One July day in St. Petersburg, a poor young man slips out of his apartment and goes out. He is Rodion Romanych Raskolnikov, a former student, and he is preoccupied with something. He arrives at the apartment of Alyona Ivanovna, a pawnbroker, where he is attempting a trial of the unknown deed obsessing him.
He has pawned something to this woman a month before, and now pawns an old watch for much less than he had hoped to get. As the woman gets her money, he watches and listens very carefully, storing up details in his memory. He leaves after vaguely mentioning that he may come back soon with another pledge.
Tormented, he wanders down the street, mentally at war with himself. He happens upon a tavern, where he stops to eat and drink something, and feels better after doing so. There, he meets Semyon Zakharovich Marmeladov, a retired official and a drunkard. Marmeladov pours out his life story to Raskolnikov, telling about his consumptive wife Katerina Ivanovna, his three small children, and his oldest daughter Sofya (Sonya), who has had to prostitute herself to earn money for the family. Marmeladov himself had recently acquired a position, but almost immediately lost it through his alcoholism. He has been away from home for five days, having stolen his salary money and spent it all on drink.
Marmeladov asks Raskolnikov to take him home. Rodion does so, and witnesses how Katerina Ivanovna falls on her husband and drags him about by his hair. She kicks Raskolnikov out, assuming him to be a drinking partner of her husband's. As he leaves, he places a handful of change on their windowsill unnoticed. Outside, he regrets this action, but knows he cannot go back to get the money.
The next day, he awakens feeling unrested. Nastasya, the landlady's servant, comes in with some tea for him, as well as leftovers from the previous day's meal (since he is behind on his rent, the landlady has stopped sending his dinner up to him). She also tells him that he has received a letter. Agitated, he sends her to get it, and orders her out of the room so he can read it.
The letter is from his mother, Pulcheria Alexandrovna, and mostly concerns his sister Avdotya Romanovna, or Dunya. Dunya had been working as a governess in the house of the Svidrigailov family, but the husband's unfortunate attraction to her led the wife to kick Dunya out on the assumption that the girl had initiated the attraction. Marfa Petrovna, the wife, then proceeded to sully Dunya's reputation about town, until Svidrigailov himself came forward with evidence of Dunya's purity and innocence. At that point, Marfa Petrovna had completely reversed herself, and gone about restoring Dunya's honor with comic zeal. She had also arranged for a relation of hers, one Pyotr Petrovich Luzhin, to meet Dunya, and this gentleman had become engaged to Dunya. Following Luzhin, Pulcheria Alexandrovna and Dunya would be coming to Petersburg shortly, and are very much looking forward to seeing Rodion.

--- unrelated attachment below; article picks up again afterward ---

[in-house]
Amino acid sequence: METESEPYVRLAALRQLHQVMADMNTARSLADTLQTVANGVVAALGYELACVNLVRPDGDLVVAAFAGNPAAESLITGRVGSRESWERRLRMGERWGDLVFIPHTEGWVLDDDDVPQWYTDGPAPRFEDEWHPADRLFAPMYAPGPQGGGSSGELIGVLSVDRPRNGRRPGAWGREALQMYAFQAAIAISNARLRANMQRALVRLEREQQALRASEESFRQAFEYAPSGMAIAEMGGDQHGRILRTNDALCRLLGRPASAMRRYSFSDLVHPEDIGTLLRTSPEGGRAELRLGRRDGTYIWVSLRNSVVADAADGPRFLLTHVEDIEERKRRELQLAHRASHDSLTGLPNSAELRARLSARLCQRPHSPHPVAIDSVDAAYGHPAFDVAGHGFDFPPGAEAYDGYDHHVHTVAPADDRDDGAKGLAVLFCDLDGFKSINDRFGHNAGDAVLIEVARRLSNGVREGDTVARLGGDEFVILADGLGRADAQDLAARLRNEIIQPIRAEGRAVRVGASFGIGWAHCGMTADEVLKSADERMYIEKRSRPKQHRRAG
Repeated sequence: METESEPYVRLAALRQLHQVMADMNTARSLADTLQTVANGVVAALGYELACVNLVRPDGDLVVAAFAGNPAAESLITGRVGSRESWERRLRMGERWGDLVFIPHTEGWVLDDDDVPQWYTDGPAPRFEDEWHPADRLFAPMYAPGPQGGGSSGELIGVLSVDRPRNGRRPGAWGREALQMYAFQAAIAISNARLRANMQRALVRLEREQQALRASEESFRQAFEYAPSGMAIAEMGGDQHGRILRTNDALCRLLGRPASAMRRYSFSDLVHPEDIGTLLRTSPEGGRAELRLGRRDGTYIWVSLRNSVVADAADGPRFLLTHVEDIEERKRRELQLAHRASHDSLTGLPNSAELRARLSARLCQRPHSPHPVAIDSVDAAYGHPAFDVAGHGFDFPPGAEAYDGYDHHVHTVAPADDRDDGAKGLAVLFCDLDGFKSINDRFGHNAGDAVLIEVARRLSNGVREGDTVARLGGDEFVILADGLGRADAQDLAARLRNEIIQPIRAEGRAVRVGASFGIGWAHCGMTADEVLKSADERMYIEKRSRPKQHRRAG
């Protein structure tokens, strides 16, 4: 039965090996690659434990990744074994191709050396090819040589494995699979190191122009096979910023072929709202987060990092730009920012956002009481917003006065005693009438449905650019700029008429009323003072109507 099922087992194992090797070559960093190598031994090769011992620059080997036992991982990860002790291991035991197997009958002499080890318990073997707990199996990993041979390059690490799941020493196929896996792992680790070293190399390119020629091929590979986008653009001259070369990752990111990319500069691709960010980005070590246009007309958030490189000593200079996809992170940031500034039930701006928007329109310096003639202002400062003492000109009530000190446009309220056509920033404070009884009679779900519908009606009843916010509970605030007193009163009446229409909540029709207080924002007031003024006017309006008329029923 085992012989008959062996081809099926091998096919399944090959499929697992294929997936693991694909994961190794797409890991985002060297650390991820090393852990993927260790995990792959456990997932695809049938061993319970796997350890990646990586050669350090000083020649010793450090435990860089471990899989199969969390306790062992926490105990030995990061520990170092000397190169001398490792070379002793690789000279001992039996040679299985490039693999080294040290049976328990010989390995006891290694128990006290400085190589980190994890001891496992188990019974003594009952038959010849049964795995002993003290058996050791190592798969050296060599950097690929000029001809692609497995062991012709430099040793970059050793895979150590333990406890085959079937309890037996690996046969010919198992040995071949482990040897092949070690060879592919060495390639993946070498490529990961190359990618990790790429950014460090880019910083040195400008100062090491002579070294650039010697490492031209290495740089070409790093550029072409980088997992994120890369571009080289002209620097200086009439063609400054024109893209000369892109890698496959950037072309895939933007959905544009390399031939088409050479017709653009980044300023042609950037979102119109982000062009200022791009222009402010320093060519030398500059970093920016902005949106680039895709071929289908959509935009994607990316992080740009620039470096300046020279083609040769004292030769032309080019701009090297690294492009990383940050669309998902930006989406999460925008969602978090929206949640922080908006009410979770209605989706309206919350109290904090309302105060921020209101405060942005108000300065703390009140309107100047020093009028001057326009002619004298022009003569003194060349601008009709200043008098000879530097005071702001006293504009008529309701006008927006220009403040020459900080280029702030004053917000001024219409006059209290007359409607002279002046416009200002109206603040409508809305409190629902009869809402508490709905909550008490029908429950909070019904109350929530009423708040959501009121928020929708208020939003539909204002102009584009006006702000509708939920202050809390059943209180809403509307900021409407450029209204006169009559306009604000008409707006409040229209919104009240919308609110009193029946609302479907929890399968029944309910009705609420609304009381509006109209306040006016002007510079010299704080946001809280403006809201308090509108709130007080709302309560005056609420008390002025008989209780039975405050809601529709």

Rodya goes out to walk around and think. Though his mother puts a positive spin on everything, it is clear that Luzhin does not love Dunya and is not worthy of her, and that Dunya knows this but has resolved to marry him to materially benefit her family. Rodya, disgusted and angered, refuses to accept this self-sacrifice; but after resolving to stop the engagement, he immediately questions his own "right" to get involved.
Raskolnikov realizes that he had been automatically on his way to see Dmitri Prokofych Razumikhin, his only friend from university. He decides he will see Razumikhin the day after "that," i.e. the unknown deed. He wanders about and ends up falling asleep by the side of the road. He dreams about watching a group of peasants beating an old nag viciously until the poor horse collapses and dies.
He awakens in a sweat, profoundly thankful that it was only a dream. He rethinks "that," and suddenly concludes that he could never do it. Feeling better, renewed, he heads for home. However, he takes a detour through the Haymarket. There, he overhears a conversation between Lizaveta Ivanovna, the pawnbroker's half-sister, and a couple of tradespeople. It turns out that Lizaveta will be out on business the following evening. Raskolnikov is suddenly possessed with the fact that Alyona Ivanovna will definitely be alone at a time he knows ofthat this is a once-in-a-lifetime opportunity.
He goes home and falls into a long, strange, troubled sleep. He wakes up in the evening, and fears he may have missed his chance. He immediately bustles about, making his preparations: the deed that has been obsessing him is the murder and robbery of the pawnbroker. He plans to retain complete control over his reason and will, and thereby commit the perfect crime, and perhaps use the fruits of it (i.e. the stolen goods) to help others.
Raskolnikov makes his way to Alyona Ivanovna's. He enters on the pretext of having a new pledge for her. As she struggles with the deliberately difficult knots, he takes out his axe and hits her on the head with it until she dies.
Nerve-wracked, he fumbles about before finally unlocking a trunk full of goods. As he is stuffing his pockets, he hears a footstep. Frozen, he realizes in panic that someone has come in. Grabbing the axe, he rushes out into the room. There stands Lizaveta, staring at the body of her half-sister. Rodya rushes at her and kills her with the axe as well.